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CJI History

Highlights of CJI's history include:

Judicial Education Fund.   Due to tight economic situations in Colorado in 2003, the judicial department was forced to do without state funding for judicial education. In response to the drastic state budget cuts, CJI established the Judicial Education Preservation Fund. A number of individual donors contributed to the fund as soon as it was established. CJI devoted significant effort to creating a fundraiser for the benefit of the Judicial Education Preservation Fund - The 2003 Judicial Excellence for Colorado Dinner. In the first year, over $30,000 was raised for the Fund to be used for continuing education for court personnel and judges.  Since 2003 the fund has grown with increasing amounts contributed by sponsors and attendees at the annual Judicial Excellence for Colorado Dinners.  Over $200,000 has been deposited with the Denver Foundation for judicial education.  The dinner, a well-established annual event, is held in the fall.

CJI has provided financial support for the State Judicial Conferences, individual judges to attend training sessions and conferences, judicial department employees to attend continuing education classes in their fields, and for training sessions on the establishment of specialty courts in individual judicial districts.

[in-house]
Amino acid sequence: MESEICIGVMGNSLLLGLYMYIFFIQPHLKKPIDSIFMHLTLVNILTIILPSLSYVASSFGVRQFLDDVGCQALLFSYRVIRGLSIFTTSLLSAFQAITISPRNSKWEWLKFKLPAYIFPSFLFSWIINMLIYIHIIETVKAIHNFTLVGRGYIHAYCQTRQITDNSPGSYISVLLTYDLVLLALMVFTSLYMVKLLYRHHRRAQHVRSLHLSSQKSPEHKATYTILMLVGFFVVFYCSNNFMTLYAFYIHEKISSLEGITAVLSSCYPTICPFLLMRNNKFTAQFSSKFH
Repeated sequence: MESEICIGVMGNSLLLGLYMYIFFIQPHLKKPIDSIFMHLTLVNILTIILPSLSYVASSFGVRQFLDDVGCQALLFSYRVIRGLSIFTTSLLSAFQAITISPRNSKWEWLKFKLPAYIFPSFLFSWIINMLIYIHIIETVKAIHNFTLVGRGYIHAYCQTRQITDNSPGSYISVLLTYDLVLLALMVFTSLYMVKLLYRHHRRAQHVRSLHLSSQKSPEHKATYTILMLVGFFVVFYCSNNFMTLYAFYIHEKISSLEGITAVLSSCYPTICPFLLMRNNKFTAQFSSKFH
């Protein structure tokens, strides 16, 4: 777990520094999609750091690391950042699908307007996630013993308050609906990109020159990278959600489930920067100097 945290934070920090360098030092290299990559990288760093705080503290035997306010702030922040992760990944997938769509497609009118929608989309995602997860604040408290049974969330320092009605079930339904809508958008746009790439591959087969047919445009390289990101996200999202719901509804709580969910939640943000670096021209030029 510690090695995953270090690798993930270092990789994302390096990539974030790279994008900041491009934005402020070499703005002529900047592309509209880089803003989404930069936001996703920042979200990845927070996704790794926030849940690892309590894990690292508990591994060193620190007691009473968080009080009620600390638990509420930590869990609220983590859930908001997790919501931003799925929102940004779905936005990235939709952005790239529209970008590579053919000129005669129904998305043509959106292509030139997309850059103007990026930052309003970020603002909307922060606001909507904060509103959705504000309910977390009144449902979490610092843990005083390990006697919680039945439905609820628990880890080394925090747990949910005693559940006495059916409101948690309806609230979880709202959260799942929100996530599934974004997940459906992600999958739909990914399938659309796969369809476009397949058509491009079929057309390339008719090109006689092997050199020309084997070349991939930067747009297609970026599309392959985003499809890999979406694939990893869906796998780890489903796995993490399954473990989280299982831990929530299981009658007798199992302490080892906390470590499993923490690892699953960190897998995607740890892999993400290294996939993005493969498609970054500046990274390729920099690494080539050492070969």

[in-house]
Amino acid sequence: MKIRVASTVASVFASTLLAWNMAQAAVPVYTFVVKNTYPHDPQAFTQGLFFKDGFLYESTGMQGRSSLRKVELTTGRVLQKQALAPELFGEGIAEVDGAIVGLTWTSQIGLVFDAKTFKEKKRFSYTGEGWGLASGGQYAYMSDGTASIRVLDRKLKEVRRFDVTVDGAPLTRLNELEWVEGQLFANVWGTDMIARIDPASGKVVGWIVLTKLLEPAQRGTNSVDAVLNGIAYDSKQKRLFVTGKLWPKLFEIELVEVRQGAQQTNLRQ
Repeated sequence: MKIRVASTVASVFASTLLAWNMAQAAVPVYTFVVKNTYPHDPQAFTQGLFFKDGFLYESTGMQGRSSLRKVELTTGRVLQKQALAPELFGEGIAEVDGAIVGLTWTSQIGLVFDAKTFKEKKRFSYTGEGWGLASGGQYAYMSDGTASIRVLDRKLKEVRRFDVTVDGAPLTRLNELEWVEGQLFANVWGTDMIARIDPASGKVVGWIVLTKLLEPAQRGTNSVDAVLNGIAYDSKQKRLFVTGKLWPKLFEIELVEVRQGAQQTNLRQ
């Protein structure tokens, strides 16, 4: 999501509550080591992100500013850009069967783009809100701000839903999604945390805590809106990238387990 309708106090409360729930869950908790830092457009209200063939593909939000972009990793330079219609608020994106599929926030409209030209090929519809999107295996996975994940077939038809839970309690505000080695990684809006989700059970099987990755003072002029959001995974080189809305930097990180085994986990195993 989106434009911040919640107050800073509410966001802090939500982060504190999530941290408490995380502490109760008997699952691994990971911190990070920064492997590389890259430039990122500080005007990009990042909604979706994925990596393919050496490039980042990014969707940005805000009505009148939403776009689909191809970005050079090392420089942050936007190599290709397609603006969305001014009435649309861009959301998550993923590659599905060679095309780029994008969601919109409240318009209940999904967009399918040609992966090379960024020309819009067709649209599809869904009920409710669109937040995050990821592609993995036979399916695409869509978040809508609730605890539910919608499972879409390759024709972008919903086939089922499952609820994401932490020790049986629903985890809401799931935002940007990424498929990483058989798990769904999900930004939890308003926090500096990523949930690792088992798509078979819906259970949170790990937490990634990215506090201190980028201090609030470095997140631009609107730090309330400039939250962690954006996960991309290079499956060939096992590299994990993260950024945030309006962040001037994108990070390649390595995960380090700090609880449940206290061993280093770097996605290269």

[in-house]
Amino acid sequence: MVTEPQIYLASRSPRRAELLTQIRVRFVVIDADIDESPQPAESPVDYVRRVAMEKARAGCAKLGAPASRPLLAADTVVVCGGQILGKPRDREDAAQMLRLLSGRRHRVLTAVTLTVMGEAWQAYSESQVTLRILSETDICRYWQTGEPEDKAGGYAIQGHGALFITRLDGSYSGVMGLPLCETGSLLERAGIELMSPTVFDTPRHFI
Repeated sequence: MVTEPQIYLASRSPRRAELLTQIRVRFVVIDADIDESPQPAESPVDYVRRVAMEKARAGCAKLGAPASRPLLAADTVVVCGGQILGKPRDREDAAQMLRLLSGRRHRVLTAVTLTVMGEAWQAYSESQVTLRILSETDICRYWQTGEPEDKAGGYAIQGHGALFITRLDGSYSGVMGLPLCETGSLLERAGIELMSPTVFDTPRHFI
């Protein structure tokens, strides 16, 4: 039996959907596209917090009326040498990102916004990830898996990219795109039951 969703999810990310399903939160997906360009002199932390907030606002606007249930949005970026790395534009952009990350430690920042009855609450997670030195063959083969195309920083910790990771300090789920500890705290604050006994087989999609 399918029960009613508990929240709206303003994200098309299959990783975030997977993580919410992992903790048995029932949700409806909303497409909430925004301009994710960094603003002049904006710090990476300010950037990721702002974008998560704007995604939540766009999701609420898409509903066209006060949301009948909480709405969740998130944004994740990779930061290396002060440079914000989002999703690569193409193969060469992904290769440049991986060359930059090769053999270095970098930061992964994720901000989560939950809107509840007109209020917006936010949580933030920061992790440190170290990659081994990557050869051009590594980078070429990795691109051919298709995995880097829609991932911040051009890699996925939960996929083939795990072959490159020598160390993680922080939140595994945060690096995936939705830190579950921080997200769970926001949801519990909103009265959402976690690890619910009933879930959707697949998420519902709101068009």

CJI extends its thanks to all the sponsors, attendees and award winners that make the Judicial Excellence for Colorado Dinner a success. For information on how to apply for funds from the Judicial Education Preservation Fund, please contact us at 303-766-7501 or via email.

National Judicial College Partnership:  In 2008 CJI entered into a partnership with the National Judicial College of Reno, NV to provide scholarships for Colorado Judges and magistrates to attend courses.  The NJC is one of the preeminent judicial training institutions in the nation.  CJI committed $75,000 over three years and the NJC matched $50,000 in the first two years of the agreement.  These scholarship funds can be used for tuition, travel, room & board.  CJI works closely with the State Court Administrator's Office to review judicial applications for the funds.